I know there exists already "suppressing a smile" or "stifling a smile", but I feel that those phrases imply a lack of a smile. In this situation, something is funny, but the character is trying to pretend that it is not in an almost sarcastic/playful manner. A more visual description: pursed lips in a smile, with a scrunched nose.
Concision sacrifices clarity.
Or, to be more clear, using an obscure phrase or adjective is likely to leave the reader unsure of your intent, trying to parse what you mean. You are better off being clear with more words.
People that read for fun don't mind reading.
So this might work:
Trying unsuccessfully to stifle a smile, with tightly compressed lips and a sparkle of laughter in his eyes.
Readers are not trying to get through your story as quickly as possible. As a writer, your job is to assist your reader's imagination, so they see the details you see. As Einstein said about scientific explanations, they should be made as simple as possible, but not simpler.
This applies here. Avoid redundancy, find the most economical and poetic way to convey the most important defining details of the image in your mind, but not at the expense of failing to convey those details.
Write it long, and then find ways to trim it, excise redundancy, and rearrange it to give it more power. Make different word choices, or sentence structures. But don't sacrifice the imagery. Readers don't mind reading.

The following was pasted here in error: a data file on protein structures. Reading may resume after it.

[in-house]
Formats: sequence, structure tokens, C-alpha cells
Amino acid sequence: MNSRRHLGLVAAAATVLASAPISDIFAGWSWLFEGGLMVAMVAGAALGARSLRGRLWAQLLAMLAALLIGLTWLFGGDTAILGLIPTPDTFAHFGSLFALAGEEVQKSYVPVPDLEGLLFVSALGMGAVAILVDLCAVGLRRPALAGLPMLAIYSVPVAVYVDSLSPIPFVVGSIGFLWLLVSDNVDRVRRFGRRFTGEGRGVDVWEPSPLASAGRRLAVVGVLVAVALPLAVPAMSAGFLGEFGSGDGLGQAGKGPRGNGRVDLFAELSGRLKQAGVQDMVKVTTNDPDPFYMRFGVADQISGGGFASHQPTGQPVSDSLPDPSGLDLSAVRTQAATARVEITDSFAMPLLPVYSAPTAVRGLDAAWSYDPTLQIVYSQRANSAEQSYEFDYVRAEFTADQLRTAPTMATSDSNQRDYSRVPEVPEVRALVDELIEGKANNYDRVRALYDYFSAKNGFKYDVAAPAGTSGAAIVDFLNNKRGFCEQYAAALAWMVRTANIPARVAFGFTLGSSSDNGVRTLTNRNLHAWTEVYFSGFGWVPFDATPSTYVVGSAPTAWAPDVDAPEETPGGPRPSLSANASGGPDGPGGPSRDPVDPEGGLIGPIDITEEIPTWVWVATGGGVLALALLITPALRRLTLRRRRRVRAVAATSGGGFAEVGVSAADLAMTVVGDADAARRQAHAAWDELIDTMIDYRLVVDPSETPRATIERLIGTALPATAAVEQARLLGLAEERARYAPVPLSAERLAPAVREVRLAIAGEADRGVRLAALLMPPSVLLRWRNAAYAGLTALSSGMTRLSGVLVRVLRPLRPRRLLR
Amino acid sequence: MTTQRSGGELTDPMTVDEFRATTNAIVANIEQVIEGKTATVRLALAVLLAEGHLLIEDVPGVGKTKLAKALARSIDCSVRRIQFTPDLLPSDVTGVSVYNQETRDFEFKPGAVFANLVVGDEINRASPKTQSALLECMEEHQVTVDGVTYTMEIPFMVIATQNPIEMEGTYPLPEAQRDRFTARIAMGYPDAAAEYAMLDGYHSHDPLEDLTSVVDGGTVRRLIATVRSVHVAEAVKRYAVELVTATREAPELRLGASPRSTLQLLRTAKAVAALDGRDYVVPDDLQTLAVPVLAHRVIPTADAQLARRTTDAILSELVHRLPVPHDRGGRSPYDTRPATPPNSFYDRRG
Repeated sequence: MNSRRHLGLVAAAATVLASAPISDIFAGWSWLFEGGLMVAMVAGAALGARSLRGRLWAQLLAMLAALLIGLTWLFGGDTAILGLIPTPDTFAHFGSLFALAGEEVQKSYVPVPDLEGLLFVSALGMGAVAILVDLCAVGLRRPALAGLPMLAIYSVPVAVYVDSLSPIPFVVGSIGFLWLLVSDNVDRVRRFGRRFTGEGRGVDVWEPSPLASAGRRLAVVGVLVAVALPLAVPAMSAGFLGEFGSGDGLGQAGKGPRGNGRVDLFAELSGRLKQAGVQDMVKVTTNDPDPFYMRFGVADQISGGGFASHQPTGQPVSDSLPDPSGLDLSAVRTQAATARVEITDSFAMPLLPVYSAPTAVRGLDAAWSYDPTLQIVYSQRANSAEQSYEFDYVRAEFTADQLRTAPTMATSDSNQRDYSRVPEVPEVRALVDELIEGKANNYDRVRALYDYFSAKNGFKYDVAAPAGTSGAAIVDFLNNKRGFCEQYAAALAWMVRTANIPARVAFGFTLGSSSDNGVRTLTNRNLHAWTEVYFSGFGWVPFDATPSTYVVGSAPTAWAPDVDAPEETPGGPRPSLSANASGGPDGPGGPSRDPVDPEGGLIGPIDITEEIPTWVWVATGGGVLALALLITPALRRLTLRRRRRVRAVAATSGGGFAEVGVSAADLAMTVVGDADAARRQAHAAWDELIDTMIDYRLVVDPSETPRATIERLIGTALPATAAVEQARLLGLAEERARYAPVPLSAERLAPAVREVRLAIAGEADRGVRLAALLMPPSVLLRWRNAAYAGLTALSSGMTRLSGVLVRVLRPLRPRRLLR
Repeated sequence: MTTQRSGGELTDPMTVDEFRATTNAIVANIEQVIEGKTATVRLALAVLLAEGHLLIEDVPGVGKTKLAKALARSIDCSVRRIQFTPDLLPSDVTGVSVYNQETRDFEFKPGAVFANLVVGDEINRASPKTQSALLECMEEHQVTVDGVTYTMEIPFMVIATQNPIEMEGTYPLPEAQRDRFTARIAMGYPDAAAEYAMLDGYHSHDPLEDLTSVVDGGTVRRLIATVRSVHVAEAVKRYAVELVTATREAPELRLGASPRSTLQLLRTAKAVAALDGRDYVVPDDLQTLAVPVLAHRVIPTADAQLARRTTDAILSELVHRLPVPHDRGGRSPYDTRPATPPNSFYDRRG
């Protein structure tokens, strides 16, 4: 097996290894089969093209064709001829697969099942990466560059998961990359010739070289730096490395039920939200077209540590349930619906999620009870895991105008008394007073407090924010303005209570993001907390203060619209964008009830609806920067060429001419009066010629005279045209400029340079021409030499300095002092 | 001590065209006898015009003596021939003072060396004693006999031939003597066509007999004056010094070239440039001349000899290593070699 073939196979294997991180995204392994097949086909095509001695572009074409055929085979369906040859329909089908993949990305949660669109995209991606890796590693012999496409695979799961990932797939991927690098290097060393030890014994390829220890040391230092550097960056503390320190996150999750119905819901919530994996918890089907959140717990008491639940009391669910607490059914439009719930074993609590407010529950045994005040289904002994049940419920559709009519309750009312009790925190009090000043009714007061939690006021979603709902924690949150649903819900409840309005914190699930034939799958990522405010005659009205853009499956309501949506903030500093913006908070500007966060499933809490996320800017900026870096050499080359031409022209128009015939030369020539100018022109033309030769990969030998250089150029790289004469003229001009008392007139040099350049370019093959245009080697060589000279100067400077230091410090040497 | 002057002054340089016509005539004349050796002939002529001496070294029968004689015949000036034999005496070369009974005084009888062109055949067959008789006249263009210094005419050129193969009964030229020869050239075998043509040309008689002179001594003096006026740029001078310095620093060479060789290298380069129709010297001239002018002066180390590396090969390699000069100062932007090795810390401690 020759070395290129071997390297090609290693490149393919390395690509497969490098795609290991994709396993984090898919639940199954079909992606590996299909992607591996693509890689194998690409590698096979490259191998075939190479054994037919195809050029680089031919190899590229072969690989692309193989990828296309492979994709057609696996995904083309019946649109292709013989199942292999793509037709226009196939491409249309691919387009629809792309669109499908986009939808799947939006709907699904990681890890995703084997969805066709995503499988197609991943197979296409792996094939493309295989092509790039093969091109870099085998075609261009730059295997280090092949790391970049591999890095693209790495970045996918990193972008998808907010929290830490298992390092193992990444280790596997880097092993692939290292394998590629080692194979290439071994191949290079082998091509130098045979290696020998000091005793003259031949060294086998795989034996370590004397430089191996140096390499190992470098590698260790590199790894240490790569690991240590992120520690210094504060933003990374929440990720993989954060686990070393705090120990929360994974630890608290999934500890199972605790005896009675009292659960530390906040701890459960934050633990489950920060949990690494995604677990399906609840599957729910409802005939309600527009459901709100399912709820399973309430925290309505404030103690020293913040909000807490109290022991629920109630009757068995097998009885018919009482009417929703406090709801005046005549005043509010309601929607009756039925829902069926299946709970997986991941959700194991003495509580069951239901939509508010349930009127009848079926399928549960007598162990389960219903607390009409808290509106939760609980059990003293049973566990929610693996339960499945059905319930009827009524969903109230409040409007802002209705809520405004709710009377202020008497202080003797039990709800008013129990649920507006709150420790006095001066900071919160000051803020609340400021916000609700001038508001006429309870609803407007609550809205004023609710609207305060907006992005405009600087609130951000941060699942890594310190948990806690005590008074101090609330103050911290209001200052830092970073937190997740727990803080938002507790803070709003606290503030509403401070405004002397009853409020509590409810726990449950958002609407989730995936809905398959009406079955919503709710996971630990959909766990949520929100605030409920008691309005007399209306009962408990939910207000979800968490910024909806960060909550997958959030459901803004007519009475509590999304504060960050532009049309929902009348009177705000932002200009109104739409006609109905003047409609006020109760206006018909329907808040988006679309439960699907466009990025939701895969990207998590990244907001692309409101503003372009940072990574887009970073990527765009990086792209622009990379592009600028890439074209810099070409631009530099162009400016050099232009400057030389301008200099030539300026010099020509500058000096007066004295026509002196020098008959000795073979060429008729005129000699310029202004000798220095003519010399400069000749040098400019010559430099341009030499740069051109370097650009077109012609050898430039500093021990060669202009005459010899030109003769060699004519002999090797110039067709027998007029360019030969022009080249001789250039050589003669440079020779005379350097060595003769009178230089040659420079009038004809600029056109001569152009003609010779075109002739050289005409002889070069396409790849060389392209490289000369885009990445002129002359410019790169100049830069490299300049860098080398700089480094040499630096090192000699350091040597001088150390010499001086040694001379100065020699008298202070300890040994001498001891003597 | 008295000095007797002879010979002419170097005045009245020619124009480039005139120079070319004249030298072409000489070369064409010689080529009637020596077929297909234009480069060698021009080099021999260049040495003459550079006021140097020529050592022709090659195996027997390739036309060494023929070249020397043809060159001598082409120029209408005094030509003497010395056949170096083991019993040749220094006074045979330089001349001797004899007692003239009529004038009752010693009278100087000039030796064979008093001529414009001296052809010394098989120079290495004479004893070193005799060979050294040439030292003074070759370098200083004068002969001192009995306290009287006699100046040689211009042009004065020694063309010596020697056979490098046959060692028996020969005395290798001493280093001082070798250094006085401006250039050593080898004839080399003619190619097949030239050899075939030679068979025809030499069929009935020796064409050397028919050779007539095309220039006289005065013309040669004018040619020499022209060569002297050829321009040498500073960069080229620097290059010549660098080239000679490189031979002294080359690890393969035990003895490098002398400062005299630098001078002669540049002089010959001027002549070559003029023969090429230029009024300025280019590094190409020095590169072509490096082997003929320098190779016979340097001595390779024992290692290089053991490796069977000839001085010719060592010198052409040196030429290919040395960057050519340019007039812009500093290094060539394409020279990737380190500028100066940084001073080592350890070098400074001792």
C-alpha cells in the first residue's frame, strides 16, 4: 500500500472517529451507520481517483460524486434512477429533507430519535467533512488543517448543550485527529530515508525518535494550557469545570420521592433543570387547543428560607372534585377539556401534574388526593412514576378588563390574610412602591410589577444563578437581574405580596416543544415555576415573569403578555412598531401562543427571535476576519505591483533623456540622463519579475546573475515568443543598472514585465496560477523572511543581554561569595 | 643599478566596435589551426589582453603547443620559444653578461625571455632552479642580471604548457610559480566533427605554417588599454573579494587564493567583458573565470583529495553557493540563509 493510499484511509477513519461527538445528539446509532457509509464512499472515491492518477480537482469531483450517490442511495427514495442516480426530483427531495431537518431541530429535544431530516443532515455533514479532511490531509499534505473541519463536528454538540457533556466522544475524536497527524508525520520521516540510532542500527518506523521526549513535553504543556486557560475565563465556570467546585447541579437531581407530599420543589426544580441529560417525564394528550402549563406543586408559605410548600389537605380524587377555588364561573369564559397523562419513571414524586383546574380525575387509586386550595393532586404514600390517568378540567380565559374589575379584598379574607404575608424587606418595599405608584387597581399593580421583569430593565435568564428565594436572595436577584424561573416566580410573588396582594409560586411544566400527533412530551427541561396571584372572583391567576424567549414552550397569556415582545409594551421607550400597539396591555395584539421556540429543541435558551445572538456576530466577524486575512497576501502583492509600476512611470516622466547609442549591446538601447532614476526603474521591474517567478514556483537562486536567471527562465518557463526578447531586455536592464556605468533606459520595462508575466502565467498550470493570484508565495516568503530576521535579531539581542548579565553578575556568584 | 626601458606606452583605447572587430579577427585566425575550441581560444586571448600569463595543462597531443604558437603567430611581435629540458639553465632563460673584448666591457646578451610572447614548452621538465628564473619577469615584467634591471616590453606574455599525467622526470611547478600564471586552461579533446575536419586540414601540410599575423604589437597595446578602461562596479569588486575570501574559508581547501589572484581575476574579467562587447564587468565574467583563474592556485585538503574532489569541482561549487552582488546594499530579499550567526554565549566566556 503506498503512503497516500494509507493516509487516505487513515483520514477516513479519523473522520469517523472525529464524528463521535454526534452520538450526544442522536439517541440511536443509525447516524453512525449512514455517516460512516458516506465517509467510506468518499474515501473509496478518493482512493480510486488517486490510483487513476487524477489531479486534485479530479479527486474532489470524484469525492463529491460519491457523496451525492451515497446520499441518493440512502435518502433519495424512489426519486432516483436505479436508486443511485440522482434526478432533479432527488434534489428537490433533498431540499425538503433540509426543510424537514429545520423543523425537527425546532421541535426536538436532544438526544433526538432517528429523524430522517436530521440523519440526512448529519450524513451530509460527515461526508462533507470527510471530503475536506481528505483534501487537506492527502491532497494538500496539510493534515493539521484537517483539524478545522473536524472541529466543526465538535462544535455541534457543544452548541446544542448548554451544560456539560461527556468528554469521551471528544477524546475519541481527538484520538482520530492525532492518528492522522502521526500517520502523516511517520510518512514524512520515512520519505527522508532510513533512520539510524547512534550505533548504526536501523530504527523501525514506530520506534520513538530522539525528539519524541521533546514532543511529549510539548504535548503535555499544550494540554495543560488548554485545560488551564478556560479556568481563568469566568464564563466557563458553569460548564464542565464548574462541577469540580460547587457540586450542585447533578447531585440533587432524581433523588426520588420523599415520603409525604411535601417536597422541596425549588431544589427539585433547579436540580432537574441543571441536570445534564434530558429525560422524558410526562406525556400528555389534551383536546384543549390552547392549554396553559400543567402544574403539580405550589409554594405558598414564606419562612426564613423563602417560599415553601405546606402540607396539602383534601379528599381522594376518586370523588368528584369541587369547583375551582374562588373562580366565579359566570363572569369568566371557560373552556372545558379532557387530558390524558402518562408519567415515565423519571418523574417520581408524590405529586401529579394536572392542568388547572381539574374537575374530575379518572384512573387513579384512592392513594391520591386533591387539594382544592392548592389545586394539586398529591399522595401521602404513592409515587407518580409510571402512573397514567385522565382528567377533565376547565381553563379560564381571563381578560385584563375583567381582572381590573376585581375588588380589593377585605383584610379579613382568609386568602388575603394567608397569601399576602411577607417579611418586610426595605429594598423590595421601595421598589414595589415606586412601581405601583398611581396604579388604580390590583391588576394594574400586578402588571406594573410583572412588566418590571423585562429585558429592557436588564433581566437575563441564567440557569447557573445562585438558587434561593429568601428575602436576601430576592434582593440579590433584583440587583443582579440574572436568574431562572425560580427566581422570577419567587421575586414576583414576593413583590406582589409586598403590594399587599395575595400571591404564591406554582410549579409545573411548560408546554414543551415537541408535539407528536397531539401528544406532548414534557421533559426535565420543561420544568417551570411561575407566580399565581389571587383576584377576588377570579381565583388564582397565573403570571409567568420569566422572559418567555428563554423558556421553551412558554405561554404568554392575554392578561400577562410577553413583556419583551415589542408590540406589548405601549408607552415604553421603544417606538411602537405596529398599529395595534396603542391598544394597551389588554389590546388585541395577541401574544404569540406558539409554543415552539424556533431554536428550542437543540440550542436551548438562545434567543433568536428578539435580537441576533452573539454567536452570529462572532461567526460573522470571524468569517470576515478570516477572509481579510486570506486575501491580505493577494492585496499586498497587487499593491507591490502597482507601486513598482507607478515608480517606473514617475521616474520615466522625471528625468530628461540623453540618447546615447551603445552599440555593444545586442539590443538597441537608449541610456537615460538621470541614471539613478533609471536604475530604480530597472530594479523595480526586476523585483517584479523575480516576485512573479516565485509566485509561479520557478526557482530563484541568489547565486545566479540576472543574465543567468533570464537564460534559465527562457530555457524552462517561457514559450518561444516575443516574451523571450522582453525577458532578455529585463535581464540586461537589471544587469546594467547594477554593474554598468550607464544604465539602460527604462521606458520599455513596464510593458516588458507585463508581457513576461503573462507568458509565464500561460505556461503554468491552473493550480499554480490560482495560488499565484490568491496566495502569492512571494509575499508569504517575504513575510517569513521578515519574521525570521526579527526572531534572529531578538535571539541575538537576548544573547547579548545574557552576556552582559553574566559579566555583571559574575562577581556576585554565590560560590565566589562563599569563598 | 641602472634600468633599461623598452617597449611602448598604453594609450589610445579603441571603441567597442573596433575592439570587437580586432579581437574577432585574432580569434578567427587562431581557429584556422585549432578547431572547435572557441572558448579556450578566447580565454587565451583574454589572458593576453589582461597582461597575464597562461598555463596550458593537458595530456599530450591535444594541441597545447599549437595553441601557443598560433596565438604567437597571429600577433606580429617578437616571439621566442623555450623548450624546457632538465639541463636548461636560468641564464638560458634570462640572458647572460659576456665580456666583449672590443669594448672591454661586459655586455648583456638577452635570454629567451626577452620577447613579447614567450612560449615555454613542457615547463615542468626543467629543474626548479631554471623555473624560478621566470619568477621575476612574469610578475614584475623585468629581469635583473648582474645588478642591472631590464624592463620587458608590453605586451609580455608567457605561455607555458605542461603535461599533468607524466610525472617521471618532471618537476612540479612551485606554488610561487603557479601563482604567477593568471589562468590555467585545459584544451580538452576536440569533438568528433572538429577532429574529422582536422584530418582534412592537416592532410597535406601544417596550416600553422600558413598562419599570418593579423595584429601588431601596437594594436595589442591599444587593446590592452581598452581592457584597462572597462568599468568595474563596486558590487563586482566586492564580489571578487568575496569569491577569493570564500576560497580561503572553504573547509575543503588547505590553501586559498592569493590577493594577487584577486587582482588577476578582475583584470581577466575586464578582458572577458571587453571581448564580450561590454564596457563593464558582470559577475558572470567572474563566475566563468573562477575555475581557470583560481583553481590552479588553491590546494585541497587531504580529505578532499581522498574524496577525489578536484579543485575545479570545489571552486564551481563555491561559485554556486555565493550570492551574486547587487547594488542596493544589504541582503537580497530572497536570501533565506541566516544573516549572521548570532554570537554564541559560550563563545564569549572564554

If you want something like "suppressing a smile" but making it clear that the smile is still evident, you could use "half-suppressing a smile", "attempting to suppress a smile" or even "failing to suppress a smile". You could even follow the example of Conan Doyle and have your character "fail to entirely suppress a smile".
Depending on what you really intend here, you could also describe it more visually. How would this mock-seriousness appear to the other characters? Perhaps some vestige or secondary expression gives the game away? For example,
"She kept her tone serious, but she couldn't stop the corners of her mouth turning up"
"His face was impassive, but his eyes twinkled with amusement"
Deadpan, dry humour, or dry-wit humour is the deliberate display of emotional neutrality or no emotion, commonly as a form of comedic delivery to contrast with the ridiculousness or absurdity of the subject matter. The delivery is meant to be blunt, ironic, laconic, or apparently unintentional.
The idiom is "keeping a straight face". Variants are common such as "kept a straight face" or "with a straight face". A dictionary link: to manage to stop yourself from smiling or laughing
It's not simply "not smiling". It's about visibly trying not to smile. This page about keeping a straight face has common stuff: slowly taking a deep breath, pursing lips, jaw clenching, check biting, a hand over the mouth, faking a cough, or looking at the floor. "Brick struggled to keep a straight face" lets us know we can see him doing that sort of thing.
"Straight" can be a problem word, meaning not gay. But I think we're safe here: the "straight" part is probably about managing to keep one's mouth in a straight line.
It comes from theatre and stage when the worst thing that could happen in the middle of a serious scene was that the corpse got a fit of the giggles. It implies ultimate failure to suppress the giggles rather than actual success.
For example, the guards in the Biggus Dickus scene are corpsing.
It's also probably not the word you want.
On Saturday Night Live it’s called “breaking”, as in “breaking character.”